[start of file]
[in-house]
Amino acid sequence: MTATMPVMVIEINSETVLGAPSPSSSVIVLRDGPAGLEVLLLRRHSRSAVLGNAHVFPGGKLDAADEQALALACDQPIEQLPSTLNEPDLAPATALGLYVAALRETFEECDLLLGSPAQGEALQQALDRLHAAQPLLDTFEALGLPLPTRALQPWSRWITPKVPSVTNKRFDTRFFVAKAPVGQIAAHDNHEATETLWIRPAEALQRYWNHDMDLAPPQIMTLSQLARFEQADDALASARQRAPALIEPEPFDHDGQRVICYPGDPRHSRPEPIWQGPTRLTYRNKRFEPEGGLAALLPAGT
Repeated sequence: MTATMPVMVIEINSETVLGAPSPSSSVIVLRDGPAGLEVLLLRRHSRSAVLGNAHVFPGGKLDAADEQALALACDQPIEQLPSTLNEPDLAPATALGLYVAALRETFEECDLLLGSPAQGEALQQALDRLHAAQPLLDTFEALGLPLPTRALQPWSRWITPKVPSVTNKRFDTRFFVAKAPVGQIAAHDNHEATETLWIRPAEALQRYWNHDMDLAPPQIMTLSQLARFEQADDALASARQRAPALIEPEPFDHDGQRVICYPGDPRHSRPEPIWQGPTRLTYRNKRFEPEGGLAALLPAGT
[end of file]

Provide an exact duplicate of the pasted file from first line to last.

[in-house]
Amino acid sequence: MTATMPVMVIEINSETVLGAPSPSSSVIVLRDGPAGLEVLLLRRHSRSAVLGNAHVFPGGKLDAADEQALALACDQPIEQLPSTLNEPDLAPATALGLYVAALRETFEECDLLLGSPAQGEALQQALDRLHAAQPLLDTFEALGLPLPTRALQPWSRWITPKVPSVTNKRFDTRFFVAKAPVGQIAAHDNHEATETLWIRPAEALQRYWNHDMDLAPPQIMTLSQLARFEQADDALASARQRAPALIEPEPFDHDGQRVICYPGDPRHSRPEPIWQGPTRLTYRNKRFEPEGGLAALLPAGT
Repeated sequence: MTATMPVMVIEINSETVLGAPSPSSSVIVLRDGPAGLEVLLLRRHSRSAVLGNAHVFPGGKLDAADEQALALACDQPIEQLPSTLNEPDLAPATALGLYVAALRETFEECDLLLGSPAQGEALQQALDRLHAAQPLLDTFEALGLPLPTRALQPWSRWITPKVPSVTNKRFDTRFFVAKAPVGQIAAHDNHEATETLWIRPAEALQRYWNHDMDLAPPQIMTLSQLARFEQADDALASARQRAPALIEPEPFDHDGQRVICYPGDPRHSRPEPIWQGPTRLTYRNKRFEPEGGLAALLPAGT